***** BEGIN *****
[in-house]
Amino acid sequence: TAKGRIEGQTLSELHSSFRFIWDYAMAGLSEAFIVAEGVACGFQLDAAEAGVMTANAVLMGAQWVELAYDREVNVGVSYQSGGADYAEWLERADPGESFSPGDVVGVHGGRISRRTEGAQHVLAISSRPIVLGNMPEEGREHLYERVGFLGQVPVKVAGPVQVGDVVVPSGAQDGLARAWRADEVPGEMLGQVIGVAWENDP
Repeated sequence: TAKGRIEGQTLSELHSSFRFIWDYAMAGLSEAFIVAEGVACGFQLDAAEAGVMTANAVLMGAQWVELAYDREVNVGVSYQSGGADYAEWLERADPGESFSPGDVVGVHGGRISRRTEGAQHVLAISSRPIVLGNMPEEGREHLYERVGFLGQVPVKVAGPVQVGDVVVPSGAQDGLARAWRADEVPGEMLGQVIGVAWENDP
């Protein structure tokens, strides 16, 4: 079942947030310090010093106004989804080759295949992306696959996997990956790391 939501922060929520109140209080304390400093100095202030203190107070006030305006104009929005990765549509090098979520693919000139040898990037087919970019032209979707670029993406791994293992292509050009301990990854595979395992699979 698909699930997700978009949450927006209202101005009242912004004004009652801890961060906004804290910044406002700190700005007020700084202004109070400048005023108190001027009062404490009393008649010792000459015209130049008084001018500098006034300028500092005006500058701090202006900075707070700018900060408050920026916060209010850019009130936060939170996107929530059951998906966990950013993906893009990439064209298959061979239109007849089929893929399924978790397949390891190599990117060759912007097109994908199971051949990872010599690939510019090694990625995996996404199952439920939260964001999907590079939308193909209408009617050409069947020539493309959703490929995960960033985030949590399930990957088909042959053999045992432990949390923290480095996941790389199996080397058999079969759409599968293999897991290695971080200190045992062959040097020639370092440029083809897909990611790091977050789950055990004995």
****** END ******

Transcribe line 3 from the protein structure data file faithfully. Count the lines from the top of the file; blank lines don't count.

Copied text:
Repeated sequence: TAKGRIEGQTLSELHSSFRFIWDYAMAGLSEAFIVAEGVACGFQLDAAEAGVMTANAVLMGAQWVELAYDREVNVGVSYQSGGADYAEWLERADPGESFSPGDVVGVHGGRISRRTEGAQHVLAISSRPIVLGNMPEEGREHLYERVGFLGQVPVKVAGPVQVGDVVVPSGAQDGLARAWRADEVPGEMLGQVIGVAWENDP